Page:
2022 Trends And Takeaways
The 11th Basel AML Index Public Report highlighted the following key points:
Progress in FATF Recommendations
The 11th Basel AML Index includes regional profiles, consisting of infographics showing regional jurisdiction rankings as well as the main risks and weaknesses of concern in each region. This feature is highly in demand as it gives a more nuanced view of ML/TF risks and allows easier comparison between neighbours.
For example, the profiles indicated that the quality of supervision is a major factor letting down AML/CFT systems in the European Union/Western Europe, while Latin America and the Caribbean had most room for improvement in issues of financial transparency and accountability. In Europe, several IFCs demonstrated improvements thanks in part to updated FATF assessments. Europe’s regional profile also highlighted Malta’s progress in addressing AML/CFT deficiencies and its resulting delisting from the FATF grey list.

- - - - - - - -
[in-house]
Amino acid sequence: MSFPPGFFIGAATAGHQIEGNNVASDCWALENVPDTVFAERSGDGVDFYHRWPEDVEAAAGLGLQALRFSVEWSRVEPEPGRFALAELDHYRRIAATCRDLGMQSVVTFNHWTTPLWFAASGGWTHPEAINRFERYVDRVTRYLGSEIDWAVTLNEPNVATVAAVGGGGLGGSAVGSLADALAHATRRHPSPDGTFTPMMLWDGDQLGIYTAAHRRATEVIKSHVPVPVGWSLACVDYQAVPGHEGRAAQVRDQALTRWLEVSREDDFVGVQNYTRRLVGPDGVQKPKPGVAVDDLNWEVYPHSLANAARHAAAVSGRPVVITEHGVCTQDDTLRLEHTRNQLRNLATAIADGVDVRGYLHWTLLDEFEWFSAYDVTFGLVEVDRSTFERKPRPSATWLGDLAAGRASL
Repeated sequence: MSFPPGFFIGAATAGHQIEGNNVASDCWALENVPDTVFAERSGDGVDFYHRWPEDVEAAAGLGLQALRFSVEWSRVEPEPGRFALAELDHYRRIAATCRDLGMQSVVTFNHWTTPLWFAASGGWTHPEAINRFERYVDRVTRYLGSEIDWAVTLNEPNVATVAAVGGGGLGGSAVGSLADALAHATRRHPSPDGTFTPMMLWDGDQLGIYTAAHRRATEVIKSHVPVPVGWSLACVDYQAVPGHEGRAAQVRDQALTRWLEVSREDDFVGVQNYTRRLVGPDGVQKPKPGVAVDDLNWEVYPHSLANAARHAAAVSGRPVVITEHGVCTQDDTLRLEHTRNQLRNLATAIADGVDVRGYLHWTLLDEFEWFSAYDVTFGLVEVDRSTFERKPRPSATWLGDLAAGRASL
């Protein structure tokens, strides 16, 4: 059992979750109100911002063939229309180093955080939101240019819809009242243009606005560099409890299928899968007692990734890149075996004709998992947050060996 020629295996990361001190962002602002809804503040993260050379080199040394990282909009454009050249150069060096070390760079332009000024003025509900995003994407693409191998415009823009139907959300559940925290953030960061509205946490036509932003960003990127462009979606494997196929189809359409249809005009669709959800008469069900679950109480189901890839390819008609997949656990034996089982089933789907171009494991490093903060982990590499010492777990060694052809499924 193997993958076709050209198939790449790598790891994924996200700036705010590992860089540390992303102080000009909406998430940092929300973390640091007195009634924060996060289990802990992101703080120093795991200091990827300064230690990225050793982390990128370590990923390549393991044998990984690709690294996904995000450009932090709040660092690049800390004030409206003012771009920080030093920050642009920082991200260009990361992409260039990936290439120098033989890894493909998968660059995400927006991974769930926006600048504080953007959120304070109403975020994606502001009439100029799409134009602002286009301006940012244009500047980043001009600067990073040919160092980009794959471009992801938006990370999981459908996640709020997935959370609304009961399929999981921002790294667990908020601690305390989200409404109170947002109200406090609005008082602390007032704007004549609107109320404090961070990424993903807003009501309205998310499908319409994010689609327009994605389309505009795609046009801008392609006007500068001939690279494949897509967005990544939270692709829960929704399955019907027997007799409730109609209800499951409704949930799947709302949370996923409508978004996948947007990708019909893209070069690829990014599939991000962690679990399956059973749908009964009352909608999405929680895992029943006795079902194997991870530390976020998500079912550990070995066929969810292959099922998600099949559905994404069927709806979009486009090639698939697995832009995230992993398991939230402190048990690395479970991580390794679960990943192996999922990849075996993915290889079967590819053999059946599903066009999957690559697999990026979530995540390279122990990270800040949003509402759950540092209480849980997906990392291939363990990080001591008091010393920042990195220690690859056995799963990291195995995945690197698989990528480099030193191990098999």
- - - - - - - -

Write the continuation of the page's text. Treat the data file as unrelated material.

Regional differences were particularly strong in relation to a new indicator on environmental crimes that the Basel AML Index added this year. The environmental crimes indicator covers crimes involving flora, fauna, and non-renewable resources and is drawn from the Global Organized Crime Index published by the Global Initiative Against Transnational Organized Crime. Its inclusion recognises recent strong statements by the FATF, UN, EU, OECD and other policy bodies about the significance of environmental crimes as predicate offences of money laundering. The indicator is assigned a 5 per cent weighting in the overall score, joining existing indicators of human trafficking and narcotics trafficking.